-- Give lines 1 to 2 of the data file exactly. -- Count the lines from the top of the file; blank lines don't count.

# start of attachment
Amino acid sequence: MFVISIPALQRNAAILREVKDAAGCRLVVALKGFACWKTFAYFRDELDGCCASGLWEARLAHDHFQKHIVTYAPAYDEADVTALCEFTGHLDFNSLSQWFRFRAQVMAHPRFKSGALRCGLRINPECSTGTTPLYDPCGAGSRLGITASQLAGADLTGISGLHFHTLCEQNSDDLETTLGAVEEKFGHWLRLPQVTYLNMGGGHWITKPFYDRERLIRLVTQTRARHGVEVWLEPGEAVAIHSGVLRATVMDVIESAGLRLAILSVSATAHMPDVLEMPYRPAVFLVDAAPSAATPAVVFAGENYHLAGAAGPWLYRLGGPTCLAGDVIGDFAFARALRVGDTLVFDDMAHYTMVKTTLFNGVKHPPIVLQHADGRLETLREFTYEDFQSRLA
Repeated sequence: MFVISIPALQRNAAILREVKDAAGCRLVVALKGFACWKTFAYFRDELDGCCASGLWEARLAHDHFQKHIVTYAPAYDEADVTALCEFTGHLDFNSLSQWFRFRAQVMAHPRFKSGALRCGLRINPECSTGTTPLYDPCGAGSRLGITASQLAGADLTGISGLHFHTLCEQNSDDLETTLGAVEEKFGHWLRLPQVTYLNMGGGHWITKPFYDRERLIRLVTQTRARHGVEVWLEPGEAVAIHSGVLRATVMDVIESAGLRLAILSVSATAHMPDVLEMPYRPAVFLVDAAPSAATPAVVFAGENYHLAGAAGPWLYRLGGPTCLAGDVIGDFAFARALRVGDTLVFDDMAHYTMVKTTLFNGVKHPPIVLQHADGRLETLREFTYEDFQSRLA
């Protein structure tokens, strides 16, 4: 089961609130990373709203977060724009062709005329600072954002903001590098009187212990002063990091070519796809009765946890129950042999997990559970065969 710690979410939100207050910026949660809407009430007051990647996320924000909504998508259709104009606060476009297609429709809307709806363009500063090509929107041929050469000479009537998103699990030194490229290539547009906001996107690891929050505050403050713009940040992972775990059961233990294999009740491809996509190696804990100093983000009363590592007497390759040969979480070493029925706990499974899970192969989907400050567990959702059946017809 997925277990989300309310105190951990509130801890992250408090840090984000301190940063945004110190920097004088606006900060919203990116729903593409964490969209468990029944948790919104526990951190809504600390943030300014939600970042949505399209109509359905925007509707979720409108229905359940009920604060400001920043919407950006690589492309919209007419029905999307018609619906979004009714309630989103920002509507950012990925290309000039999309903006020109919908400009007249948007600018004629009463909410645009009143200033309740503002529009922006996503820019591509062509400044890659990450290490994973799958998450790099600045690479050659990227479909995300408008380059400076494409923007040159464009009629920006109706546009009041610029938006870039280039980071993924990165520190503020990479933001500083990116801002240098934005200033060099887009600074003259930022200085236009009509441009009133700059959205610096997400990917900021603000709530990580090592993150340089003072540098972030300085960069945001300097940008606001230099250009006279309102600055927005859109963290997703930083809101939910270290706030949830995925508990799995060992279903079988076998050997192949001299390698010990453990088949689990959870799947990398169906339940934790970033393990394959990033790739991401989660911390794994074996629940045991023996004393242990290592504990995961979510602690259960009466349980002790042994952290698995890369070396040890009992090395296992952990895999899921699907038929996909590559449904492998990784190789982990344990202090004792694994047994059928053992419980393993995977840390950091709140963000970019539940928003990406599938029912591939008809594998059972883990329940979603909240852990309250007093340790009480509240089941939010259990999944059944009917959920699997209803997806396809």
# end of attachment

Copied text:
Amino acid sequence: MFVISIPALQRNAAILREVKDAAGCRLVVALKGFACWKTFAYFRDELDGCCASGLWEARLAHDHFQKHIVTYAPAYDEADVTALCEFTGHLDFNSLSQWFRFRAQVMAHPRFKSGALRCGLRINPECSTGTTPLYDPCGAGSRLGITASQLAGADLTGISGLHFHTLCEQNSDDLETTLGAVEEKFGHWLRLPQVTYLNMGGGHWITKPFYDRERLIRLVTQTRARHGVEVWLEPGEAVAIHSGVLRATVMDVIESAGLRLAILSVSATAHMPDVLEMPYRPAVFLVDAAPSAATPAVVFAGENYHLAGAAGPWLYRLGGPTCLAGDVIGDFAFARALRVGDTLVFDDMAHYTMVKTTLFNGVKHPPIVLQHADGRLETLREFTYEDFQSRLA
Repeated sequence: MFVISIPALQRNAAILREVKDAAGCRLVVALKGFACWKTFAYFRDELDGCCASGLWEARLAHDHFQKHIVTYAPAYDEADVTALCEFTGHLDFNSLSQWFRFRAQVMAHPRFKSGALRCGLRINPECSTGTTPLYDPCGAGSRLGITASQLAGADLTGISGLHFHTLCEQNSDDLETTLGAVEEKFGHWLRLPQVTYLNMGGGHWITKPFYDRERLIRLVTQTRARHGVEVWLEPGEAVAIHSGVLRATVMDVIESAGLRLAILSVSATAHMPDVLEMPYRPAVFLVDAAPSAATPAVVFAGENYHLAGAAGPWLYRLGGPTCLAGDVIGDFAFARALRVGDTLVFDDMAHYTMVKTTLFNGVKHPPIVLQHADGRLETLREFTYEDFQSRLA